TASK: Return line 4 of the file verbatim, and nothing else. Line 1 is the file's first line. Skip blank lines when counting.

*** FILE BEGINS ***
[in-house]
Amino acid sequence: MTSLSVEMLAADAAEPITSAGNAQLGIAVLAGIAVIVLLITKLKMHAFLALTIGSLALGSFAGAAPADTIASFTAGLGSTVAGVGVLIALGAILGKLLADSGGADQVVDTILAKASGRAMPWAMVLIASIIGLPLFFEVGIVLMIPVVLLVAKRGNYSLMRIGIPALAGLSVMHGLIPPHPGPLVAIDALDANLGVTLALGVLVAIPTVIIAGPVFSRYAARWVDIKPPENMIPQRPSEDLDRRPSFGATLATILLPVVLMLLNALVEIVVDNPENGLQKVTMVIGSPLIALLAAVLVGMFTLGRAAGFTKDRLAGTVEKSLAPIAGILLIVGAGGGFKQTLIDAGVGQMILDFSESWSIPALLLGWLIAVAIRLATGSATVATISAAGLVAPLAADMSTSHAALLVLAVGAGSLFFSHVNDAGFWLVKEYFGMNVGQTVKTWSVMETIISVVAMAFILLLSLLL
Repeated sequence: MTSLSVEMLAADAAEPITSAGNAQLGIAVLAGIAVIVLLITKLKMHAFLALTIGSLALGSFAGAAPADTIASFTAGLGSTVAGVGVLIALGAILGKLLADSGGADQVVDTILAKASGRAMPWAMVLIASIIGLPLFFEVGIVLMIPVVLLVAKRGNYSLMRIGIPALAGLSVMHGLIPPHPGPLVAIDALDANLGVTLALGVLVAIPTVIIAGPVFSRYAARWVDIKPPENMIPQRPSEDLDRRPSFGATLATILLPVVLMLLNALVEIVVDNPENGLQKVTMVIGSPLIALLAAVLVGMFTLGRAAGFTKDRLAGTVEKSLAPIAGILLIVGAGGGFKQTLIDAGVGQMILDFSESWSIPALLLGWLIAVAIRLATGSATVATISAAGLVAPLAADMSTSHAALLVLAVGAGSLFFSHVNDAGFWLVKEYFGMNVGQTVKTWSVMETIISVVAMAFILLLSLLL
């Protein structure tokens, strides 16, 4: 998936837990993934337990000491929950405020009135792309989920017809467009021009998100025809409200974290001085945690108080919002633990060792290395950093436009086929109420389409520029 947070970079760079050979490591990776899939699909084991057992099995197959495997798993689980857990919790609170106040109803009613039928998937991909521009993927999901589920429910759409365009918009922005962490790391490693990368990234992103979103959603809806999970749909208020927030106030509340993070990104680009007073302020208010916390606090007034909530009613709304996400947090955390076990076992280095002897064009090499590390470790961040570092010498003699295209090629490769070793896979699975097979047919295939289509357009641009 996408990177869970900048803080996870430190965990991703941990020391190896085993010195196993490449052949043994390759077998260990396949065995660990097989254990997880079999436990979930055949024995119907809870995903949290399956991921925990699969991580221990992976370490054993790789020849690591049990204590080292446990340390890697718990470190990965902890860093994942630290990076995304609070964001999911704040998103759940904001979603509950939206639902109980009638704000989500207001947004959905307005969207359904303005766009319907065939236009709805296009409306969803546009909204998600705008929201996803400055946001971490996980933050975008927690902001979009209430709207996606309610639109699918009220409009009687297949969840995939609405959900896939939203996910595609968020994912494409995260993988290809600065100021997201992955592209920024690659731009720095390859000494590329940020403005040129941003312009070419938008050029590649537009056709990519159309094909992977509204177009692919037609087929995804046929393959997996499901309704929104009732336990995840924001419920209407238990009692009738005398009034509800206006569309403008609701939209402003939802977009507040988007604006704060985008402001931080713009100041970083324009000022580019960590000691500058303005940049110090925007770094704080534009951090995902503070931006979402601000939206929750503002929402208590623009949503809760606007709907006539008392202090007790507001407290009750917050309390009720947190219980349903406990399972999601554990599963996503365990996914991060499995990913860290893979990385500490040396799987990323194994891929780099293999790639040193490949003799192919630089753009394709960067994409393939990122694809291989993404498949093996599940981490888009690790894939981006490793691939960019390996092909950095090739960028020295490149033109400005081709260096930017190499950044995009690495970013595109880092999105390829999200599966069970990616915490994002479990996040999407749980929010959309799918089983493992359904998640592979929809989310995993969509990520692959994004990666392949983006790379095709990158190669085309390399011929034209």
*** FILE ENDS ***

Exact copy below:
């Protein structure tokens, strides 16, 4: 998936837990993934337990000491929950405020009135792309989920017809467009021009998100025809409200974290001085945690108080919002633990060792290395950093436009086929109420389409520029 947070970079760079050979490591990776899939699909084991057992099995197959495997798993689980857990919790609170106040109803009613039928998937991909521009993927999901589920429910759409365009918009922005962490790391490693990368990234992103979103959603809806999970749909208020927030106030509340993070990104680009007073302020208010916390606090007034909530009613709304996400947090955390076990076992280095002897064009090499590390470790961040570092010498003699295209090629490769070793896979699975097979047919295939289509357009641009 996408990177869970900048803080996870430190965990991703941990020391190896085993010195196993490449052949043994390759077998260990396949065995660990097989254990997880079999436990979930055949024995119907809870995903949290399956991921925990699969991580221990992976370490054993790789020849690591049990204590080292446990340390890697718990470190990965902890860093994942630290990076995304609070964001999911704040998103759940904001979603509950939206639902109980009638704000989500207001947004959905307005969207359904303005766009319907065939236009709805296009409306969803546009909204998600705008929201996803400055946001971490996980933050975008927690902001979009209430709207996606309610639109699918009220409009009687297949969840995939609405959900896939939203996910595609968020994912494409995260993988290809600065100021997201992955592209920024690659731009720095390859000494590329940020403005040129941003312009070419938008050029590649537009056709990519159309094909992977509204177009692919037609087929995804046929393959997996499901309704929104009732336990995840924001419920209407238990009692009738005398009034509800206006569309403008609701939209402003939802977009507040988007604006704060985008402001931080713009100041970083324009000022580019960590000691500058303005940049110090925007770094704080534009951090995902503070931006979402601000939206929750503002929402208590623009949503809760606007709907006539008392202090007790507001407290009750917050309390009720947190219980349903406990399972999601554990599963996503365990996914991060499995990913860290893979990385500490040396799987990323194994891929780099293999790639040193490949003799192919630089753009394709960067994409393939990122694809291989993404498949093996599940981490888009690790894939981006490793691939960019390996092909950095090739960028020295490149033109400005081709260096930017190499950044995009690495970013595109880092999105390829999200599966069970990616915490994002479990996040999407749980929010959309799918089983493992359904998640592979929809989310995993969509990520692959994004990666392949983006790379095709990158190669085309390399011929034209």